Kenya-based volunteer and former computer programmer Renice Jones agrees.  "It's definitely not your father's Peace Corps anymore," Jones says.  After working for Electronic Data Systems for 17 years, Jones decided it was time to escape corporate America.  After arriving in Kenya, she encountered a women's group called Teenage Mothers Association of Kenya (TEMAK), whose primary function is to teach teenage mothers job skills and to provide primary education to their kids.  To help the group raise extra money, Jones launched the website www.globalcrafts.co.uk to sell and distribute local crafts over the Internet, including TEMAK-manufactured items.

Corporate America has stood up and taken notice.  Earlier this year, Hewlett-Packard and AOL Times Warner jointly awarded Jones something called a "Peace Pack," which is an up to $10,000 grant earmarked specifically for computers, printers, modems, digital cameras, and Internet services.  The aid has also helped Jones' Kenyan village to purchase the domain name www.womenofafrica.com, so as to host other websites for African women and youth groups (webmaster's note:  the domain name purchased was www.afrikapamoja.org)

The Honduran town of Yuscaran is seeing some benefits of the tech initiative as well.  There, Susan Stolpe and other volunteers received a Peace Pack earlier this year to help build a public library.  With a population of 13,500 residents, most of whom don't have computer experience, Yuscaran is struggling to find sustainable economic opportunities.  Local leaders believe that wiring the new library could also help promote the area outside of Nicaragua as a tourist destination, touting its colonial architecture, gold and silver mines, rainforests, and park-protected mountain ranges.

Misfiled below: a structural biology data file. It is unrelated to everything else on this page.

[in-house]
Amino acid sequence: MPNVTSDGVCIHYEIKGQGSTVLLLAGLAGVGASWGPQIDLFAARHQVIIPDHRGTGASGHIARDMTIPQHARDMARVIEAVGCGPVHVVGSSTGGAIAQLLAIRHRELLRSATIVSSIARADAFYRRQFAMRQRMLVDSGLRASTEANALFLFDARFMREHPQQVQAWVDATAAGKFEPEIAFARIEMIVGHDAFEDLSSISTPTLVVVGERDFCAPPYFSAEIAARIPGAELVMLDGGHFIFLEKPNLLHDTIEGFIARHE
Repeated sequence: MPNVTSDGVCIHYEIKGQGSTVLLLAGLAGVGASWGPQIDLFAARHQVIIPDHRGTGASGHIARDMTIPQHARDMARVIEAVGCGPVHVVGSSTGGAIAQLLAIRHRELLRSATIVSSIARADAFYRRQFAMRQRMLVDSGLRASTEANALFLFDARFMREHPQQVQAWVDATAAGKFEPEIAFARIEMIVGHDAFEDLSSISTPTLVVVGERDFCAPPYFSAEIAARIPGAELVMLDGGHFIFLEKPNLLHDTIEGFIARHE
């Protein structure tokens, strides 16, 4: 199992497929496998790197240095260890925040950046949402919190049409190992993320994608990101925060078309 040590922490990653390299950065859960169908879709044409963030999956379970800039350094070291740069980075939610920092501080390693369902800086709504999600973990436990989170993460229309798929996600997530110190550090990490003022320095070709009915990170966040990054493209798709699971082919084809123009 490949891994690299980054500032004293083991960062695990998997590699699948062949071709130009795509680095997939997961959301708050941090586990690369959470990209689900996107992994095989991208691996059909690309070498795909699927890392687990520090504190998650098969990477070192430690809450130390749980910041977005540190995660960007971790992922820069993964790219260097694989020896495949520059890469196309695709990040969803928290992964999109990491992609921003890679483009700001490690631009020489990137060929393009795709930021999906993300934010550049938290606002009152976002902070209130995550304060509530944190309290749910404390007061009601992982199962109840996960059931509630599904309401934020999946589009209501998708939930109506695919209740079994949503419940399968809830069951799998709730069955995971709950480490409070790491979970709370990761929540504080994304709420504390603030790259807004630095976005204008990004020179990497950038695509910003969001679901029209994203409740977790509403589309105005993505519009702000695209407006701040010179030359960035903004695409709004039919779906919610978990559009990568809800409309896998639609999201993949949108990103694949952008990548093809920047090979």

Critics say that these acts of corporate charity are often thinly veiled attempts to grab first-mover advantage in emerging markets.  And, in many of these underserved towns, there may be more fundamental infrastructure issues to address. "We're still having problems sharing the analog dial-up telephone lines with multiple other computers," Jones says.

Further, language barriers can complicate the ramping up of IT skills, even for those in areas with existing high-end jobs.  Volunteer Blair DeWeese, based in El Paraiso, Honduras, teaches computer skills to accountants who maintain vo9lumes of handwritten records.  "Much of this could be automated by using Excel, but the workers don't know how to use it," DeWeese says, since all of the software manuals are still written in English.

Still, despite the hurdles, applicants keep coming.  Douglas Miller, a Peace Corps recruiter in New York City, says the selection process is similar to Silicon Alley's in its heyday. "You don't necessarily have to have a degree in computer science [to do the work], but you do need to have some applicable work experience," he says.

And Miller has a knowledgeable perspective on the changes that have taken place in this 40-plus-year-old institution, having been a Peace Corps volunteer in Thailand himself 10 years ago.  "None of this would have been relevant then," he explains.  "There weren't even computers in the town."